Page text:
Moonrise

A bit of a jump in focus and topic from Mars , Moonrise is more similar to Privateers et al (the Dan Randolph books), with more of a focus on corporate structure over science.

Amusingly, despite the title/series, Moonrise is only tangentially about the Moonbase, despite a large chunk of the book taking place there. Really, it’s about the bizarre broken family and corporate dynamic of Masterson Aerospace and the rise of nanotechnology in Ben Bova’s universe. From what I remember of other books in the series (from more than a decade ago), the rise of technology and the idea of it being banned on Earth for religious reasons is a fairly major plot point from here on out, so it’s interesting to see how that all began.

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Dark Matter

We’re more than the sum total of our choices, that all the paths we might have taken factor somehow into the math of our identity.

I went into Dark Matter not actually knowing much about the book. So the first couple of chapters (where the main character is kidnapped by mysterious figures, has his whole life turned upside down, and then apparently meets his wife for the first time) was… intense.

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Moon Shades

Moon Shades is a bit of an odd book in that plotwise, it doesn’t actually have much to do with either The Fallen or especially the big events of Harbinger, at least not until the last few chapters of the book. After everything, I expected more.

But it’s still an interesting enough book on it’s own merits. Essentially, it’s a fairly standard ‘something took the children… and our neighbors are WEREWOLVES!’ type story (which is amusingly specific enough to be a trope) with Chivali and the Fallen as an entrypoint into the world. We learn a very little bit about magic in this world, along with the aforementioned werewolves (pretty standard).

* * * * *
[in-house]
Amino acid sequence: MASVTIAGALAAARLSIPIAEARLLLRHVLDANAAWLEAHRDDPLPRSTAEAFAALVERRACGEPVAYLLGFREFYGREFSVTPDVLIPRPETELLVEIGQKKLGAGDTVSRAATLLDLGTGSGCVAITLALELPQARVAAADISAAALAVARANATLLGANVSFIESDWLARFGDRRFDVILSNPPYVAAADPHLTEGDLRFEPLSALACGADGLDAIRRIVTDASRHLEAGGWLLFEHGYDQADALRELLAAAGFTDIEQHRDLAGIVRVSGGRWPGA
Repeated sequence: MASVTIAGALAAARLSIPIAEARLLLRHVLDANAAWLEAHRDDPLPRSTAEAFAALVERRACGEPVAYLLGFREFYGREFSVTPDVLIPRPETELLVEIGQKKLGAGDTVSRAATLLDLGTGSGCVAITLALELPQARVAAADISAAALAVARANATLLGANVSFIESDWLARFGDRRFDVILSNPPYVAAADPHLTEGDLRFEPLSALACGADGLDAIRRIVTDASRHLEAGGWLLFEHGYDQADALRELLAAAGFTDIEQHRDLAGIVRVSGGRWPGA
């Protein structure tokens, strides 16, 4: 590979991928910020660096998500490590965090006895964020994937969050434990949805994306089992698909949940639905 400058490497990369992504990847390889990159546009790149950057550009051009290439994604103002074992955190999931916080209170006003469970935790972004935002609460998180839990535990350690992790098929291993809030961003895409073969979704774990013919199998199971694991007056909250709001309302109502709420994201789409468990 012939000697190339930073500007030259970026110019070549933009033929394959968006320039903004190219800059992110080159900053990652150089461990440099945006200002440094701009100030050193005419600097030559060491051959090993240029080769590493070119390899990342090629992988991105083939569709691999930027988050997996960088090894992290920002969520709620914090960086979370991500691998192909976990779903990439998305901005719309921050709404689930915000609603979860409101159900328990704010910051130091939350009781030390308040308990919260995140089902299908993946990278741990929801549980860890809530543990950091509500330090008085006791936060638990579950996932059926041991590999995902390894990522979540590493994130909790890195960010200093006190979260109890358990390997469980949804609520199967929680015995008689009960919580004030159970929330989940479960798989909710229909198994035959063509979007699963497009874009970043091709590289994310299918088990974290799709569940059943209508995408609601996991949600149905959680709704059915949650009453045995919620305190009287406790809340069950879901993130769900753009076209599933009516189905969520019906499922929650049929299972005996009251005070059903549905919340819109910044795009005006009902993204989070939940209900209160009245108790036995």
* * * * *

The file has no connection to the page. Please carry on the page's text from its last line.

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Mars

My favorite of The Grand Tour books so far, by a decent margin.

It’s closer to ‘pure’ science fiction than the previous three, with the exploration of Mars and the science of getting there and exploring taking the front seat, with a lesser focus on politics and character than the previous books (although there still a decent amount of both).

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Empire Builders

In Powersat, the big bads were terrorists. In Privateers, the Russians. In The Empire Builders it’s… global warming and the mob?

Given how times have changed, it’s amusing to see the specter of a ‘greenhouse cliff’ looming over the world, with no one believing at first that such a thing is even possible. Nowdays, you’ll see arguments over if it’s happening or not (more and more rarely) and if we caused it in the first place (of course we did), but you’d be hard pressed to find too many people that have never even heard of the idea. That’s what you get for reading near future sci- fi written a quarter century ago I guess. It’s a straight forward enough plot with a few twists through politics, squatters on the moon and natural disasters and an engaging read. I find myself increasingly interested in what happens to this other Earth.

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Harbinger

Harbinger is a bit of a tonal shift from the The Fallen. Where The Fallen had a split feel between Chavali’s life with her clan and then after her death as one of the Fallen, Harbinger is almost entirely concerned with a single mission she’s sent on on behalf of her former masters.